"The Ralph Sprague Genealogy", by E. G. Sprague, page 164.
Rev. Edward Payson Sprague graduated as valedictorian of his class at the New York University in 1864, having taken during his course the Sophomore Greek prize and delivered one of the Junior orations; was elected to the Phi Beta Kappa society and joined th eZeta Psi fraternity; graduated from Andover Theological Siminary in 1867, and the following year was ordained by the Troy Presbytery. On April 28 of the same year was installed pastor of the First Presbyterian Church, Salem, Washington County, NY. On this occasion, his father, the Rev. Daniel Green Sprague of South Orange, NJ, who afterwards came to reside at Salem, delivered the charge to the pastor.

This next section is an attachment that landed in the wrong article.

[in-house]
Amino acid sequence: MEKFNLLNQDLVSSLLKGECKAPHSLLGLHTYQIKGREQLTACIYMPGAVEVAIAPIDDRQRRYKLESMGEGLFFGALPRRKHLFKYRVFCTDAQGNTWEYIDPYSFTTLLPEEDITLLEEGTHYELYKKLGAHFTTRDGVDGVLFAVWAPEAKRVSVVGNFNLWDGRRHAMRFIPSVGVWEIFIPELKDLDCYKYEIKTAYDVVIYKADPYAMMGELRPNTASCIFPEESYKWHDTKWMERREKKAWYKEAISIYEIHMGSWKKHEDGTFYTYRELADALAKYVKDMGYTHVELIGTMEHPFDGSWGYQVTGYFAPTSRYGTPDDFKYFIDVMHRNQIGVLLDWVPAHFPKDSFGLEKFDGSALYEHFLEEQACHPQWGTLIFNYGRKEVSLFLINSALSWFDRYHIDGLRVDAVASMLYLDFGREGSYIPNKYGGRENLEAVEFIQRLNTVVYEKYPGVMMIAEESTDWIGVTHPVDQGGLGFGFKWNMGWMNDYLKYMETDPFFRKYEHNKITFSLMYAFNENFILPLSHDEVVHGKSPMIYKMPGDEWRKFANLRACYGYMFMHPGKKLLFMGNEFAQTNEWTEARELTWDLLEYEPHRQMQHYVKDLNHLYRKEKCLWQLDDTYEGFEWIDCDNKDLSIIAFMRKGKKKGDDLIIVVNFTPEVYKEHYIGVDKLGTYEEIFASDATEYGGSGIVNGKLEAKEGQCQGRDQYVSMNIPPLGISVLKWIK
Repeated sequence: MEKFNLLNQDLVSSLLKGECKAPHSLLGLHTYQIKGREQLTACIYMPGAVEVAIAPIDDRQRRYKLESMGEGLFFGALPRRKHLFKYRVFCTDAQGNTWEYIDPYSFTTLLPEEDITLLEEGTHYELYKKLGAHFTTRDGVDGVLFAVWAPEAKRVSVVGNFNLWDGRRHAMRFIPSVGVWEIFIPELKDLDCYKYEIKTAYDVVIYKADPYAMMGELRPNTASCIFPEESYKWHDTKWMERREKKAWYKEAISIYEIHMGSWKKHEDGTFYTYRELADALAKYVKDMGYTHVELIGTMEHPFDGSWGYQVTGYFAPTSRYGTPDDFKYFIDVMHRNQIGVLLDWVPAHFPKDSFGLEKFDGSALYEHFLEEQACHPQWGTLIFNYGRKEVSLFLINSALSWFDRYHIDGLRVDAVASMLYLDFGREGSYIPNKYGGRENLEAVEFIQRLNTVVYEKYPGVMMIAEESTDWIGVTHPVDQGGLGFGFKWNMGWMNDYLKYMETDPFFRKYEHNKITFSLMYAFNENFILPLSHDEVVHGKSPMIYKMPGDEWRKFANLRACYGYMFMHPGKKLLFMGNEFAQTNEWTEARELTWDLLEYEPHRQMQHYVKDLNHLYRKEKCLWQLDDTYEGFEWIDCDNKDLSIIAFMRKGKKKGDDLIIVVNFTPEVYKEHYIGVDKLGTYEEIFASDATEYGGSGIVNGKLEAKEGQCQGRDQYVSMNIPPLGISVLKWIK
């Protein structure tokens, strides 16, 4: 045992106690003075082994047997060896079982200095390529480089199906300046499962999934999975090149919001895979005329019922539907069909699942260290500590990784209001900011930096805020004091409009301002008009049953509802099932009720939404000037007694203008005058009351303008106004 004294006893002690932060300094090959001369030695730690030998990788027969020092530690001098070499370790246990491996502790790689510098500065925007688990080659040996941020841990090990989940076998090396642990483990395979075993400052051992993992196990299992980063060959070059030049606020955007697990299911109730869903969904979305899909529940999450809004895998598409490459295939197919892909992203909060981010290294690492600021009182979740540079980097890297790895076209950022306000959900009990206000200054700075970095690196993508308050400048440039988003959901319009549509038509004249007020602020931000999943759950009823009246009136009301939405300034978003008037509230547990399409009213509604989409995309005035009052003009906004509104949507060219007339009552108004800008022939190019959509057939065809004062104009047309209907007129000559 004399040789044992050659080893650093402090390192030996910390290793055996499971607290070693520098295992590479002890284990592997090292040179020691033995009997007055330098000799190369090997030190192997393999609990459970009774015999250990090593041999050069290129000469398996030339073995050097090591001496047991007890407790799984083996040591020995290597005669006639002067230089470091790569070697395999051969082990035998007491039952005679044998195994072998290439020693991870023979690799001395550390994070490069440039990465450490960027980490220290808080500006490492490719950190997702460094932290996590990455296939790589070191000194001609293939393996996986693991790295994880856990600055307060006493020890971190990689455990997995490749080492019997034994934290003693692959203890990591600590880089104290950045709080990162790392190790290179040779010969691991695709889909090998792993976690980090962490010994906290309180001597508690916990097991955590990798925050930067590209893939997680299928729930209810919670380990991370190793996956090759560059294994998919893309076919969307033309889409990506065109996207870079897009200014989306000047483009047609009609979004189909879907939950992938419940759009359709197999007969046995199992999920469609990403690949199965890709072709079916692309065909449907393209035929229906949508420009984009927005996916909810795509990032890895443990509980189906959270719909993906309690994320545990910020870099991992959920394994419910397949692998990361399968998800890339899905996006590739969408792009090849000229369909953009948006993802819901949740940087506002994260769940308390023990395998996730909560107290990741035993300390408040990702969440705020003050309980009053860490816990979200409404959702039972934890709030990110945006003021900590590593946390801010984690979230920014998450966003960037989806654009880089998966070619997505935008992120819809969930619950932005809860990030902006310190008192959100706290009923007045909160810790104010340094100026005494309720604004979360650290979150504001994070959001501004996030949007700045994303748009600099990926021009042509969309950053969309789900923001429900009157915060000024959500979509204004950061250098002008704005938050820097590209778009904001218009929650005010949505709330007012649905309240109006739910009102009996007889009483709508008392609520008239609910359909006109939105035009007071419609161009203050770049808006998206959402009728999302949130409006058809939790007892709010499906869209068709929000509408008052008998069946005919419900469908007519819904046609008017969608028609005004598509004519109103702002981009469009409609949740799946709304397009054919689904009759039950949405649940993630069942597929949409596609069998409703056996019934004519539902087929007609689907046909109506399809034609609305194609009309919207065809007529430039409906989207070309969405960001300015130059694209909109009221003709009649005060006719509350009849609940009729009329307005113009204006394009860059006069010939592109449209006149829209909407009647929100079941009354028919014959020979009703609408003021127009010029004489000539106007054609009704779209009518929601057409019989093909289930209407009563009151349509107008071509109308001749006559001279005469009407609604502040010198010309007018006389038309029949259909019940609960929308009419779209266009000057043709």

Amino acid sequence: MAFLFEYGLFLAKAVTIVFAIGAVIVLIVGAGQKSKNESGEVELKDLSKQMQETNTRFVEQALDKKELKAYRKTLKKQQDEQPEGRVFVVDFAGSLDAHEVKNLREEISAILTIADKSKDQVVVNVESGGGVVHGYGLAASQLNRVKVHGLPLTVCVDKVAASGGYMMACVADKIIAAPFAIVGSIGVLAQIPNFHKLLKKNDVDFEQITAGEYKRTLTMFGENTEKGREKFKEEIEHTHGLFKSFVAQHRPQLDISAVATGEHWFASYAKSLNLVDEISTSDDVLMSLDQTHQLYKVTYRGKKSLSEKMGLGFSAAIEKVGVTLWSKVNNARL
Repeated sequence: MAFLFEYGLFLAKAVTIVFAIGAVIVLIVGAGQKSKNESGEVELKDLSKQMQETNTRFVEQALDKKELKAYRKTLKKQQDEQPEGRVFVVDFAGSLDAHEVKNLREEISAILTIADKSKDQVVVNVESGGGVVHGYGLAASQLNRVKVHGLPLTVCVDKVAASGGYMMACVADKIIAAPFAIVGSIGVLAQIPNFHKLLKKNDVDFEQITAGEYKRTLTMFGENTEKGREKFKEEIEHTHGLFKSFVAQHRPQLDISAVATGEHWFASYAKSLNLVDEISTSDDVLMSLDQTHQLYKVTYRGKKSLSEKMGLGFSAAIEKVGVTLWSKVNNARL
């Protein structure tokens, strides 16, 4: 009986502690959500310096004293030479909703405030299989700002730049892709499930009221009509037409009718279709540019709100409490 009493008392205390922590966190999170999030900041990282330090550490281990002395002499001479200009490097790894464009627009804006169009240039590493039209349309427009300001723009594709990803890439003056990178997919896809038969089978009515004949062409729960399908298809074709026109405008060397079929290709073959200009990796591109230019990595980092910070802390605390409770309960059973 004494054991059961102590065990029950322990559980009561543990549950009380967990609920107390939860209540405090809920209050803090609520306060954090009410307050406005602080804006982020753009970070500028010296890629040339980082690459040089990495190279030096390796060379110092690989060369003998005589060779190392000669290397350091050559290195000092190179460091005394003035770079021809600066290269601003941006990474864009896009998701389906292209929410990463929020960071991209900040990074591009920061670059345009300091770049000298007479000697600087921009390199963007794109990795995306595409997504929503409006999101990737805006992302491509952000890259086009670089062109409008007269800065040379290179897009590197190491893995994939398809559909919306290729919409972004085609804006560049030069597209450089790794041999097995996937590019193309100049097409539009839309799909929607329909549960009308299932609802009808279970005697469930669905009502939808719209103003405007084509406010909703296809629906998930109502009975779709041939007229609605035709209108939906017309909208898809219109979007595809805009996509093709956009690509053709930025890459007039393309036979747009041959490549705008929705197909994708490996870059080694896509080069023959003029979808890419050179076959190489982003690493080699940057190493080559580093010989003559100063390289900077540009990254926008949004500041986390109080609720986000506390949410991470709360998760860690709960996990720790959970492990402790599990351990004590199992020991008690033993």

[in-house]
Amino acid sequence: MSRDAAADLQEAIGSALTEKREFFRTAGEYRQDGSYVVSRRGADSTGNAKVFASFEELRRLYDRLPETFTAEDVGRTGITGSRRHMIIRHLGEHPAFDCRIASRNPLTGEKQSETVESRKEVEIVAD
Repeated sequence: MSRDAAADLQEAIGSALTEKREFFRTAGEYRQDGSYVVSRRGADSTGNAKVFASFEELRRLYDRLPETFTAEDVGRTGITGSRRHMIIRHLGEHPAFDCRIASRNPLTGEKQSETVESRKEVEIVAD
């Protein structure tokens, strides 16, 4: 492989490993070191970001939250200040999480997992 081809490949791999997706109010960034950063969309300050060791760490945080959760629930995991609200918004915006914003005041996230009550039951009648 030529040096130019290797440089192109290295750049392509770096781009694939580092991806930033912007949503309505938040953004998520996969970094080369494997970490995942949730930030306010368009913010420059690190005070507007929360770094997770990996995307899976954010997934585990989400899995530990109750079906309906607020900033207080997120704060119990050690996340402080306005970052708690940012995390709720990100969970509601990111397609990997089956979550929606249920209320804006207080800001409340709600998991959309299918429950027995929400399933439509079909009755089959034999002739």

After a faithful and successful pastorate of thirteen years at Salem, Dr. Sprague accepted a call from the First Presbyterian Church, Meadville, PA. Here he became a member of several societies and wrote many articles and lectures. One of the latter, "Ten English Bibles," was delivered before college and siminary audiences; was often called upon for popular addresses and was a contributor to religious publications. While in Meadville, Allegheny College conferred upon him th edegree of Ph.D., and his Alma Mater, the honorary degree of S. T. D. In Nov. 1887, Dr. Sprague was called to the pastorate of the Second Presbyterian Church, Auburn, New York. Here his love of study and scholarship found a ready field in his connection with auburn Theological Seminary and he served as president of it's board of commissioners. Conjointly with the honored Professor Ransom B. Welch of th eSeminary, he formulated a brief creed based on the Shorter Catechism and retaining mainly the phraseology of the present standards. It was an admirable piece of work, and it deserved and received much attention in many quarters. He also wrote an exposition of the book of Romans which was both intellectually and spiritually profitable. He was thorough in his professional studies, but was not confined to these. Papers read by him show an exactness of knowledge and the habit of original research, a man of deep erudition and sound practical common sense in his acceptance of many points of later science and criticism. Was stated clerk of Cayuga Presbytery four years and four times honored by being chosen as a commissioner to General Assembly. Dr. Sprague was eminent as a Mason. Holding th eoffice of high priest of Federal Chapter, by his thorough knowledge of the craft and history and his devotion to it's lofty principles, he was known and esteemed in Masonic circles, throughout the state and nation. In July 1895 at the earnest solicitation of old friends and parisioners, he returned to Salem to renew his pastorate in the church of his early ministry. He died honored, revered and loved.